enter image description here

  • 1
    Although I agree it's easier done in 3D that usually creates some awful vectors to customize afterwards. If the output is vector I'd rather create it directly in vector form.
    – Luciano
    Aug 1, 2019 at 12:07

I agree with everyone saying to do this in 3D. But if you really want to do it without digging into 3D then I'll offer a completely different solution at least for the ground work. My old love, Photoshop.

Let's make a base:

  1. Start by creating a grid pattern
  2. Now make a rectangular selection and fill with the grid pattern (on a new layer)
  3. Use perspective transform first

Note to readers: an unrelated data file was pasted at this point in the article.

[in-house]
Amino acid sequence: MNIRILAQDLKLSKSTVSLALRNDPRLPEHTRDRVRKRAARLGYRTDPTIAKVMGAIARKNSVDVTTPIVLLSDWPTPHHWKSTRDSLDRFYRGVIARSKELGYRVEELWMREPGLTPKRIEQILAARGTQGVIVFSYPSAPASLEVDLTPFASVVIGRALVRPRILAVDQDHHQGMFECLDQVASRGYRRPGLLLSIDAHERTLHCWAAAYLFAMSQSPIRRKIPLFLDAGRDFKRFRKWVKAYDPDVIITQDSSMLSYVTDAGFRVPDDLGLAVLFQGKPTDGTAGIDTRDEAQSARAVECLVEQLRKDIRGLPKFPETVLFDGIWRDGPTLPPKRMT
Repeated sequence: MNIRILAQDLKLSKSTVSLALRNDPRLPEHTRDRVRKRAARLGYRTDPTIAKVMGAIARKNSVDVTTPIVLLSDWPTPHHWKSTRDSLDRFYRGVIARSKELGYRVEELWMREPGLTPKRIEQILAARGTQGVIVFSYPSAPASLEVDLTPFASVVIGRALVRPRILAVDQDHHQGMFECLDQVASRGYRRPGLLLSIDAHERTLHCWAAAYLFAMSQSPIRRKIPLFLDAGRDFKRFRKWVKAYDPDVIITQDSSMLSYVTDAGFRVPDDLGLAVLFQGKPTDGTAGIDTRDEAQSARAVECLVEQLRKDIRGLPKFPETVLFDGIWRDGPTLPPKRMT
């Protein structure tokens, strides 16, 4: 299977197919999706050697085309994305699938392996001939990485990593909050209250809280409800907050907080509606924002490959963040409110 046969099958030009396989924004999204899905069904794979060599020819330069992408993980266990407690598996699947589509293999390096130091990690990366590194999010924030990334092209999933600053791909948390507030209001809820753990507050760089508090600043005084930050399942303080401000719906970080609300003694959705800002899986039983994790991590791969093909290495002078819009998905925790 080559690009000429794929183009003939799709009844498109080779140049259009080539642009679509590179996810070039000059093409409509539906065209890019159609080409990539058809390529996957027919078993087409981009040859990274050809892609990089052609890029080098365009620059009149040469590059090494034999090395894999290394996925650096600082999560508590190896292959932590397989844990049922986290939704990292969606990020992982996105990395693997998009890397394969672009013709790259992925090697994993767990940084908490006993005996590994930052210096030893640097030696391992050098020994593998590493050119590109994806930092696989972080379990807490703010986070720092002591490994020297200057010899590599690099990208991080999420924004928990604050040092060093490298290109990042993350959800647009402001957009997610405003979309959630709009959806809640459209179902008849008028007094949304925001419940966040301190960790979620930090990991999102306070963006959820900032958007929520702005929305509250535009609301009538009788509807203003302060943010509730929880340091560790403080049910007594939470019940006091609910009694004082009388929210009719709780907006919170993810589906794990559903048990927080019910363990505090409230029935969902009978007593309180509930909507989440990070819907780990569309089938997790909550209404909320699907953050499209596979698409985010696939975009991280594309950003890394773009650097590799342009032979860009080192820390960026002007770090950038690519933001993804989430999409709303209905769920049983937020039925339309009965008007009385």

4. Now use distort

Tron Grid Base

Now let's make some mountains, at least the foundation of them:

  1. Filter > Liquify
  2. Now lets use the Freeze Mask Tool from the left to lock the lower half
  3. Then use a combination of predominately the Forward Warp and Plucker tools to bend and mold the mesh.

Then with some glow added:

enter image description here

It's not nearly as precise but its very fast. 5 minutes and you've got a base. If you then really need it in vector form I would bring this into Illustrator and manually recreate the lines in there. Then once they're all recreated could start to fine tune to make it sharper and more angular.